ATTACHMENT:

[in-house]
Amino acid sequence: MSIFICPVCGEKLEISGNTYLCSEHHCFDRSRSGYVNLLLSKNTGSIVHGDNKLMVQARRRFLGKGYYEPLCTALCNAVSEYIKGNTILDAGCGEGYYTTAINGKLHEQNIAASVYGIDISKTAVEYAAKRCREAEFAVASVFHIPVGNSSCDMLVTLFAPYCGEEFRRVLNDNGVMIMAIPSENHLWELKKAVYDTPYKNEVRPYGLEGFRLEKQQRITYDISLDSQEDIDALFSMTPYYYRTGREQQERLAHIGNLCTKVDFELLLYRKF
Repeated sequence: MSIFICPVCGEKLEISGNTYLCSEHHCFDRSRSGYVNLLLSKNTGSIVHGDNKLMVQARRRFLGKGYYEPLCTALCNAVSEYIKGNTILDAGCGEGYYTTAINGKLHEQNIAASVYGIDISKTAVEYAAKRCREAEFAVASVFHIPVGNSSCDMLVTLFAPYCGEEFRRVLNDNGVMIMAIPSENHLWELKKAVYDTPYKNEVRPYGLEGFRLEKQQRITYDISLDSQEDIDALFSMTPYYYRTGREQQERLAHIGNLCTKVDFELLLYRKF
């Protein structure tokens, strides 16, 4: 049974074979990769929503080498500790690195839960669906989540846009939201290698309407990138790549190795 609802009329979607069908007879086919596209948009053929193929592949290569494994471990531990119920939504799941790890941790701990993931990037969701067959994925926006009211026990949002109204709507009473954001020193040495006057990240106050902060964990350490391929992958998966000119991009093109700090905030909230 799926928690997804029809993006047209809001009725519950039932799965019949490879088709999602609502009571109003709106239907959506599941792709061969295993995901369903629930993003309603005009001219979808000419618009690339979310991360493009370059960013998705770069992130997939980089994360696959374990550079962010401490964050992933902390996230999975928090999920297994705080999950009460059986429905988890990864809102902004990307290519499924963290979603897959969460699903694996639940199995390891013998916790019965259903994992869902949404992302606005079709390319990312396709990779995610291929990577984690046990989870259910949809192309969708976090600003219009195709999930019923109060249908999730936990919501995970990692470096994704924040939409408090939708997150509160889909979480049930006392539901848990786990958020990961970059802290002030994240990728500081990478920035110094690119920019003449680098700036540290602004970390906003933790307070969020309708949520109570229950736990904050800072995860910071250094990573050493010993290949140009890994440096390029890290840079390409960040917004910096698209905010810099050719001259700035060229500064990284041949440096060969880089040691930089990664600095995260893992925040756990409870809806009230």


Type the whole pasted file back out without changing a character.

[in-house]
Amino acid sequence: MSIFICPVCGEKLEISGNTYLCSEHHCFDRSRSGYVNLLLSKNTGSIVHGDNKLMVQARRRFLGKGYYEPLCTALCNAVSEYIKGNTILDAGCGEGYYTTAINGKLHEQNIAASVYGIDISKTAVEYAAKRCREAEFAVASVFHIPVGNSSCDMLVTLFAPYCGEEFRRVLNDNGVMIMAIPSENHLWELKKAVYDTPYKNEVRPYGLEGFRLEKQQRITYDISLDSQEDIDALFSMTPYYYRTGREQQERLAHIGNLCTKVDFELLLYRKF
Repeated sequence: MSIFICPVCGEKLEISGNTYLCSEHHCFDRSRSGYVNLLLSKNTGSIVHGDNKLMVQARRRFLGKGYYEPLCTALCNAVSEYIKGNTILDAGCGEGYYTTAINGKLHEQNIAASVYGIDISKTAVEYAAKRCREAEFAVASVFHIPVGNSSCDMLVTLFAPYCGEEFRRVLNDNGVMIMAIPSENHLWELKKAVYDTPYKNEVRPYGLEGFRLEKQQRITYDISLDSQEDIDALFSMTPYYYRTGREQQERLAHIGNLCTKVDFELLLYRKF
């Protein structure tokens, strides 16, 4: 049974074979990769929503080498500790690195839960669906989540846009939201290698309407990138790549190795 609802009329979607069908007879086919596209948009053929193929592949290569494994471990531990119920939504799941790890941790701990993931990037969701067959994925926006009211026990949002109204709507009473954001020193040495006057990240106050902060964990350490391929992958998966000119991009093109700090905030909230 799926928690997804029809993006047209809001009725519950039932799965019949490879088709999602609502009571109003709106239907959506599941792709061969295993995901369903629930993003309603005009001219979808000419618009690339979310991360493009370059960013998705770069992130997939980089994360696959374990550079962010401490964050992933902390996230999975928090999920297994705080999950009460059986429905988890990864809102902004990307290519499924963290979603897959969460699903694996639940199995390891013998916790019965259903994992869902949404992302606005079709390319990312396709990779995610291929990577984690046990989870259910949809192309969708976090600003219009195709999930019923109060249908999730936990919501995970990692470096994704924040939409408090939708997150509160889909979480049930006392539901848990786990958020990961970059802290002030994240990728500081990478920035110094690119920019003449680098700036540290602004970390906003933790307070969020309708949520109570229950736990904050800072995860910071250094990573050493010993290949140009890994440096390029890290840079390409960040917004910096698209905010810099050719001259700035060229500064990284041949440096060969880089040691930089990664600095995260893992925040756990409870809806009230």